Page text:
Recently, laser physicists measured for the first time in millisecond accuracy of photoionization, which measures 10-21. According to scientists at the Technical University of Munich, this is by far the highest precision obtained from microscopic world time measurements and the first absolute measurement of the photoionization time scale.
Photoionization is the process by which photons interact with the electrons in an atom. When a photon strikes the two electrons of a helium atom, the energy of the photon is absorbed by one of the electrons, or by both electrons. No matter how the energy is transferred, an electron will break away from the atom. This process, known as the photoelectric effect, was explained by Einstein in the early 20th century.
Schematic of photoionization of helium atoms
In recent years, physicists have found that from a photon to electron interaction to one of the electrons from the atom, a total of 5 ~ 15 as (1as = 10-18s). Laser physicists from the Max Planck Institute for Quantum Optics (MPQ), the University of Technology Munich (TUM) and the Ludwig-Maximilian University of Munich (LMU or the University of Munich) 850 zs (1zs = 10-21s) accurate measurement results.
To excite electrons in the helium atoms, the researchers irradiated atoms with an ultra-violet (XUV) light pulse of a second pulse width. At the same time with a pulse width of about 4 fs (1fs = 10-15s) of the infrared light pulse irradiation atom. Once the electrons are excited by the EUV light and leave the atom, the electrons accelerate or decelerate due to the electromagnetic field of the infrared light pulse. By this speed change, the physicists can measure the photoelectric effect with a precision of a second.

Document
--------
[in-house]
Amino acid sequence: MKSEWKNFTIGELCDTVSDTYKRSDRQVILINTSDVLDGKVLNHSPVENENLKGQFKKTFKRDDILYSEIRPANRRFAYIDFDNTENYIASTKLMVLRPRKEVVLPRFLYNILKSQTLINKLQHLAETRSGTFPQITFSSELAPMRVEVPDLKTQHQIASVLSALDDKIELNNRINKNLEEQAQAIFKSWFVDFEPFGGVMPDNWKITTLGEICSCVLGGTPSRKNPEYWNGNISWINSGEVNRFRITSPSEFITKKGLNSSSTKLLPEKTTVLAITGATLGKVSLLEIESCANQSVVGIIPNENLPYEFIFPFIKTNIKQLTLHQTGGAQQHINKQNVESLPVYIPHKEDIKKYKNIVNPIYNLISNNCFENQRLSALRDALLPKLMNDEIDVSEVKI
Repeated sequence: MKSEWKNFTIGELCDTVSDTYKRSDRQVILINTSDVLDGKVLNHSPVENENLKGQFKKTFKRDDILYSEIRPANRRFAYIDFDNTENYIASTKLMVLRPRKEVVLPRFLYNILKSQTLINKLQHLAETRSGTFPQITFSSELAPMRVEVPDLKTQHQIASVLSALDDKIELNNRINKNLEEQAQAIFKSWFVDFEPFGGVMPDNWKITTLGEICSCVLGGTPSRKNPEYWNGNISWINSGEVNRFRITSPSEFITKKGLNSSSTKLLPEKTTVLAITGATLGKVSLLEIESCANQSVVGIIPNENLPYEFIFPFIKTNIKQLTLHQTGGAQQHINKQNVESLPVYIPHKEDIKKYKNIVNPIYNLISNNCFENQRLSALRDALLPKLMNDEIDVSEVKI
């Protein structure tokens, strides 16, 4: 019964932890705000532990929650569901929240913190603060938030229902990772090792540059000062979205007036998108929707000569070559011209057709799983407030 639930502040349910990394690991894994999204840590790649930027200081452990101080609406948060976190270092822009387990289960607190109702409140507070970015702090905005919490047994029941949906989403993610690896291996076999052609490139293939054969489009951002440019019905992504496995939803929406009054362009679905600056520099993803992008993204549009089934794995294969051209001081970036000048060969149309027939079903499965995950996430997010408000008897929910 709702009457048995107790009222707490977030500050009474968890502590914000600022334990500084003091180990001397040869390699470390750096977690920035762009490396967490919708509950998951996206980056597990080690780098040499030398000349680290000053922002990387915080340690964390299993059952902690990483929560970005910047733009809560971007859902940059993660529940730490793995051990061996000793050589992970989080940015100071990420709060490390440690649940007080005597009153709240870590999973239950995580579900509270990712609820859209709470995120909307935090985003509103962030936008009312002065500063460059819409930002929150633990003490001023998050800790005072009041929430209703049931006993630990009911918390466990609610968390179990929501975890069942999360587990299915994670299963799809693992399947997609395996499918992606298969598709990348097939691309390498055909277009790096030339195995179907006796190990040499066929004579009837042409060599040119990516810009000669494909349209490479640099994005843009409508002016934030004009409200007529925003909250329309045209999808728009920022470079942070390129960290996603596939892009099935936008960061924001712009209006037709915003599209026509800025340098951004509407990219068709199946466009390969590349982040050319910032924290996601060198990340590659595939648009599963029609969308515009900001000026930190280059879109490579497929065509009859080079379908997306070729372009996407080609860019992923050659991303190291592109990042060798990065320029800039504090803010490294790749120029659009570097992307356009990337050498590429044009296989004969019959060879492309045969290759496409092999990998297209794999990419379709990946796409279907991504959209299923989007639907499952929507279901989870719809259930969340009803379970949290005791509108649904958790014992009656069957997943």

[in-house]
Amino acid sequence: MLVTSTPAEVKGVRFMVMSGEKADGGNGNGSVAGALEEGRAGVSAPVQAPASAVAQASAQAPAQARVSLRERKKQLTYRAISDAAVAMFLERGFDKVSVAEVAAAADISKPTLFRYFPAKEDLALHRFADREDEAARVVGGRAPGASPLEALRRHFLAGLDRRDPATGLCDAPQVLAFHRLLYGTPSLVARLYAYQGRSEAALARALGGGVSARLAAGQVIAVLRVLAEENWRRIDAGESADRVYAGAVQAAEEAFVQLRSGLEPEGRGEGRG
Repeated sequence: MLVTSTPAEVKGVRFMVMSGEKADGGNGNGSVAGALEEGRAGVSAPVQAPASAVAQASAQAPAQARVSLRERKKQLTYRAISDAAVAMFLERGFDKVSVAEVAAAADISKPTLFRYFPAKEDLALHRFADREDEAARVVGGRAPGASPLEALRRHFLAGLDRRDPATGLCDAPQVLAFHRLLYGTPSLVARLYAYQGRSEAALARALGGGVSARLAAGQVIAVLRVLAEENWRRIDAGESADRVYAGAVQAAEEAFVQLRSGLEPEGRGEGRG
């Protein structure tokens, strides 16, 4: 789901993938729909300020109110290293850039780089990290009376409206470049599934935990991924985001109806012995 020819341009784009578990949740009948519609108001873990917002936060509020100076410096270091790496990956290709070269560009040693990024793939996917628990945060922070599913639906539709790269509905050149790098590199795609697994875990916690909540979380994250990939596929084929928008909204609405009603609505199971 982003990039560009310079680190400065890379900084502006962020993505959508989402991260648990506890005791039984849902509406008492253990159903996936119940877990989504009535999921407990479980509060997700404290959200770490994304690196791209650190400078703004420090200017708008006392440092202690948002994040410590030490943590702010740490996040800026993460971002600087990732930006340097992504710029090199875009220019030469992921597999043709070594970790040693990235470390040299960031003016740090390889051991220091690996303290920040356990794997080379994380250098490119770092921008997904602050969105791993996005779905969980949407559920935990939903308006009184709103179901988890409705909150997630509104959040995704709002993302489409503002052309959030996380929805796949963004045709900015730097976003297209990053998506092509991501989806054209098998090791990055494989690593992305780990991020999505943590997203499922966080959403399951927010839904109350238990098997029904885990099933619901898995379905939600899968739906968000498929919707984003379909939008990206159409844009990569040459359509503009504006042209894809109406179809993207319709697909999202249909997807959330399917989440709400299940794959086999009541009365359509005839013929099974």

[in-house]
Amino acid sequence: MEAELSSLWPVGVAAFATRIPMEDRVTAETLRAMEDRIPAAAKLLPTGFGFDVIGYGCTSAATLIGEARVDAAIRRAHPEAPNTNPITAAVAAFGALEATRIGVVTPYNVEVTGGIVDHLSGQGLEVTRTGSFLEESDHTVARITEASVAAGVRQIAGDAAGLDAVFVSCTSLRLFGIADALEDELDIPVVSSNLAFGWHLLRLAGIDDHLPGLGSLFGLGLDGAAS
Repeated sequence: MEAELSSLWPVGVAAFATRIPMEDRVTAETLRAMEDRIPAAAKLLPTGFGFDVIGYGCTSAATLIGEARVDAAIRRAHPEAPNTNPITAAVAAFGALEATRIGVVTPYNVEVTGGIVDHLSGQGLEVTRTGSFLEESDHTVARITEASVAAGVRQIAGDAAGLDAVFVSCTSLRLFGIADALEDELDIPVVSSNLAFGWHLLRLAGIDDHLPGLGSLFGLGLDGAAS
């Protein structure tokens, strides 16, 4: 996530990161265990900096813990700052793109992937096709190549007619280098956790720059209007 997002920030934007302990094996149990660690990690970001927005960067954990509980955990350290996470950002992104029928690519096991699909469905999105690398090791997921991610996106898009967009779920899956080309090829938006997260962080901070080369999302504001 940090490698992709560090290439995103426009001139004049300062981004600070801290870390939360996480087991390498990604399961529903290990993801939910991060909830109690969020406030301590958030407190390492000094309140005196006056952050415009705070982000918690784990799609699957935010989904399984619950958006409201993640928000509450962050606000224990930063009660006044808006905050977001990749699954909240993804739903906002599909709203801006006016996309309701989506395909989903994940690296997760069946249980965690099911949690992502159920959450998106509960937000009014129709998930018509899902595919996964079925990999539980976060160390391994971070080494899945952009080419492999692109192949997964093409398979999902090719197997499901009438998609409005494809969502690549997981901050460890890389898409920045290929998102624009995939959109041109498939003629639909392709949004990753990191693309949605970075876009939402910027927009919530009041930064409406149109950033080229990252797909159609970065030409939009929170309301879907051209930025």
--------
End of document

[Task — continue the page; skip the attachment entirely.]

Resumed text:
For the first time, researchers also determined from quantum mechanics how the energy of the incident photons is distributed between the two electrons of the helium atom in a few seconds before the emission of a particle. The helium atom has only two electrons and is the only multi-electron system that can be fully calculated using quantum mechanics. This makes it possible to make the theoretical value and experimental results fit.
Once a photon excites an electron from a helium atom and detaches it, it is possible to calculate the possible positions of the remaining electrons. The most likely location for electrons is the brightest area around the nucleus in the picture.
Laser physicists have filled the gaps in the metrology of helium atoms in quantum mechanics through the metrological experiments in a few seconds, and have therefore taken the measurement accuracy of the microscopic world to a whole new dimension.